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Ocean-based solutions are vital to reaching net-zero by 2050

Ocean-based solutions are vital to reaching net-zero by 2050

Dr Chris Tuckett

3 min read

With COP26 occurring in six months’ time, it has never been more pertinent for UK governments to take action and develop a four nation Blue Carbon Strategy.

While the significant role of the world’s forests in helping to absorb and reduce carbon emissions has been formally recognized resulting in initiatives and reforesting projects around the world, ocean-based solutions are too often overlooked.

In partnership with Rewilding Britain, the Marine Conservation Society has explored the ocean’s vital role in fighting the climate crisis and reaching the UK’s net zero targets. The resulting report, 'Blue Carbon – Ocean-based solutions to fight the climate crisis', outlines how vital blue carbon solutions are to an effective strategy for hitting net zero by 2050.

In recognition of the vital role our ocean must play in urgent climate change mitigation and adaptation, ocean-based solutions must be adopted with pace and at scale by 2030.

Marine ecosystems like seagrass meadows, saltmarshes and mangroves absorb or ‘draw down’ carbon from the water and atmosphere, just like plants and trees on land. Blue carbon is simply carbon absorbed from the water and atmosphere stored in the world’s marine ecosystems.

Globally, the rewilding of key blue carbon securing marine and coastal ecosystems such as seagrass beds, saltmarshes and mangroves could deliver carbon dioxide mitigation amounting to 1.83 billion tonnes. That is 5% of the emissions savings we need to make globally. This figure doesn’t include the enormous quantities of carbon stored in fish and other marine life; in marine ecosystems such as coral reefs, seaweeds and shellfish beds; or the vast stores of carbon in our seabed sediments.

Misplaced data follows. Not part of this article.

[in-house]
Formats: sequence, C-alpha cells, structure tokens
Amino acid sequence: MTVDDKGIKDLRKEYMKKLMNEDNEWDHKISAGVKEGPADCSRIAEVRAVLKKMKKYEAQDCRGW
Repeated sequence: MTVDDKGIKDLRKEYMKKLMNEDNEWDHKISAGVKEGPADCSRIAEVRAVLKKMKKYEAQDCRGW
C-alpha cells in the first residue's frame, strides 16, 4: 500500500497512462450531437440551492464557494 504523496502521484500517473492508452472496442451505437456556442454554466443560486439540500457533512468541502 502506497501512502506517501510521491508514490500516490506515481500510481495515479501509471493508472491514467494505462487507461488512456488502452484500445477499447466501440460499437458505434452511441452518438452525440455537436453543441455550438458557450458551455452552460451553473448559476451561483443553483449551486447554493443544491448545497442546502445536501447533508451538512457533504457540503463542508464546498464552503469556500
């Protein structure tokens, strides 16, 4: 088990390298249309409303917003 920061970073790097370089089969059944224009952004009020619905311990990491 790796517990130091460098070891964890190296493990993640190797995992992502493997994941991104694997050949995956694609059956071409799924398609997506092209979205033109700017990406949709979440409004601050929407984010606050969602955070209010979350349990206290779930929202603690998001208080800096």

Investment in protecting our marine ecosystems is vital, for both biodiversity and blue carbon storage

The report reveals that 500,000 km2 of the UK’s shelf seas – those no deeper than 200 metres – hold an estimated 205 million tonnes of carbon - 50 million tonnes more than the entire quantity held within the UK’s forests.

Harmful fishing practices such as bottom trawling, and other activities such as dredging, disturb seabed sediments and have the potential to result in the loss of 13 million tonnes of carbon from vital blue carbon stores, including shellfish beds and kelp forests, over the next decade.

With COP26 occurring in six months’ time, it has never been more pertinent for UK governments to take action. Ocean-based solutions must be part of the many urgent and varied solutions required to address the climate crisis.

Nature-based solutions could provide a third of climate change mitigations required to address the climate crisis, but currently they attract less than 3% of funds invested globally in addressing climate change.

Internationally, the UK is leading the way by committing to significantly increase its spending on nature-based solutions, including those offered by the ocean.  This must be matched with equally ambitious actions at home.

Not only do the UK’s marine ecosystems act as crucial blue carbon stores, they also provide ecosystem services such as generating oxygen, protecting coastal communities from rising sea levels and removing pollutants from the water. They act as nursery grounds for commercial fish and shellfish species and as havens for wildlife. Investment in protecting our marine ecosystems is vital, for both biodiversity and blue carbon storage.

The report makes the case for the development of a four nation Blue Carbon Strategy, focusing on three key action areas. First, scaling up marine rewilding for biodiversity and blue carbon benefits. Second, Integrating blue carbon protection and recovery into climate mitigation and environmental management policies. Third, working with the private sector to develop and support sustainable and innovative low-carbon commercial fisheries and aquaculture.


Dr Chris Tuckett is the director of programmes at the Marine Conservation Society. Read the full report here and the parliamentary briefing here.

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